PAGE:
Kaymer poised to be last man standing on Sunday

By Randall MellJune 15, 2014, 1:34 am

PINEHURST, N.C. – You don’t knock out the field at U.S. Opens.

Yes, Tiger Woods did at Pebble Beach in 2000, and so did Rory McIlroy at Congressional in 2011, but they went rogue, massively departing from script.

Martin Kaymer may end up doing the same thing at Pinehurst No. 2, but Saturday he veered more to the formula in how these championships are supposed to be won. He looked more like a guy in a brawl trying to be the only puncher who isn’t knocked out. He looked like he was going to have to win this thing the way they’re usually won. He looked like he might end up being the last man standing.

With Pinehurst No. 2 turning firmer, faster and fiercer, Kaymer struggled for the first time in this championship, and yet he emerged at day’s end bruised but still very much in command in his bid to win his second major championship.

With an important birdie at the last, Kaymer posted a hard-fought 2-over-par 72.

Six shots up at day’s start, Kaymer saw his lead shrink to four on the back nine, with momentum working against him.

That birdie at the last, and a timely eagle on the front nine, left Kaymer at 8-under 202, five shots clear of Rickie Fowler (67) and Erik Compton (67), the two-time heart transplant recipient looking to make his medical miracle a golf miracle, too.

As vulnerable as Kaymer looked Saturday, this is still his championship to lose.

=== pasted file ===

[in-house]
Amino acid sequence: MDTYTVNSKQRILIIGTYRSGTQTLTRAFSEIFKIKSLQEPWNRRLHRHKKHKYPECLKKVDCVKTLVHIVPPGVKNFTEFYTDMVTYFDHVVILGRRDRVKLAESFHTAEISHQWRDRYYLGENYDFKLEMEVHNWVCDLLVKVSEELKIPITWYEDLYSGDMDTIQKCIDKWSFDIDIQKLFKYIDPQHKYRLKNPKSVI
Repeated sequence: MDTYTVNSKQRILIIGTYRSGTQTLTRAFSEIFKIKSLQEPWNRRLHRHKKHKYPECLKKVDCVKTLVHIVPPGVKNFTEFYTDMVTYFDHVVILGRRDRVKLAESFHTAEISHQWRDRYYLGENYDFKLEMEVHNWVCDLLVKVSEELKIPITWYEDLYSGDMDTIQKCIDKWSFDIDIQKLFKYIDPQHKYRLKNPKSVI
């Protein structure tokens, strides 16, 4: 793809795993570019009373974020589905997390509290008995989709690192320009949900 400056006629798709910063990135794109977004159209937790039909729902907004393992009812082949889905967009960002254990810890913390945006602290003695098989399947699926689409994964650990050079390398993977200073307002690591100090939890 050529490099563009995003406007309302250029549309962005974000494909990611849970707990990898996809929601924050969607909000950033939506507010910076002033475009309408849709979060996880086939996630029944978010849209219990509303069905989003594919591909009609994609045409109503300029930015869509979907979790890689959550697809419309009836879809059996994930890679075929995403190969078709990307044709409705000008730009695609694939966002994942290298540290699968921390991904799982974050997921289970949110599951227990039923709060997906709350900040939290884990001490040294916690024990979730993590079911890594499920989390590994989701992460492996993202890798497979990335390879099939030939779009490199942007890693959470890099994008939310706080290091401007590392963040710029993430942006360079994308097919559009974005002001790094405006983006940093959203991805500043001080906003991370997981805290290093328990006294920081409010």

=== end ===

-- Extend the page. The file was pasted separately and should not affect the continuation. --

Nobody’s blown a lead of five shots or more going into the final round of the U.S. Open since Mike Brady in 1919.

“The biggest challenge is that you keep going, that you don’t try to defend anything,” Kaymer said. “If you try to defend, then you change your game plan and you don’t swing as free as usual. So that would be the biggest challenge tomorrow.”

Kaymer didn’t give away his advantage Saturday, but he gave the field something to work with.

He gave them a glimmer of hope.


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“Anything can happen,” said Dustin Johnson (70), who is six shots back. “I’ve yet to feel like I’ve played a great round, and I’ve been playing pretty well on Sundays this year. Hopefully, I can continue that.”

Nearly perfect the first two days, with just a single bogey over the first 36 holes, Kaymer kept knocking shots into trouble in the third round. He made five bogeys Saturday. He pulled his drive hard left at the fourth, up against a tree and took a penalty drop for an unplayable lie. He putted off the green at the sixth and made bogey. He couldn’t get up and down at the 13th and again at the 15th, making bogeys.

Still, Kaymer never came close to looking like he was going to lose his poise, and that doesn’t bode well for the field.

After taking that unplayable at No. 4, Kaymer punched a shot up the fairway and holed a 15-foot putt for a terrific bogey. At the very next hole, after pulling another tee shot into the native grasses, he carved a 7-iron from 210 yards right at the flagstick. He holed a 4-footer for eagle at No. 5.

Kaymer’s ball striking has been a strength overall here, but his biggest asset just might be his attitude. This is clearly a different guy than the one who struggled much of the last three seasons. He looks and sounds so secure now, like a man content with whatever his best effort gets him. He showed winning The Players Championship last month that he’s rebuilt his swing and his confidence after losing both with his fall from world No. 1 three years ago.

Watching the movie “Bagger Vance” on Friday, Kaymer said he was struck by the movie’s message, something he seems to have found long before seeing the flick.

“At the end of the day, we’re playing a game,” Kaymer said. “We can’t control a lot of things that happen on the golf course. You just have to play.”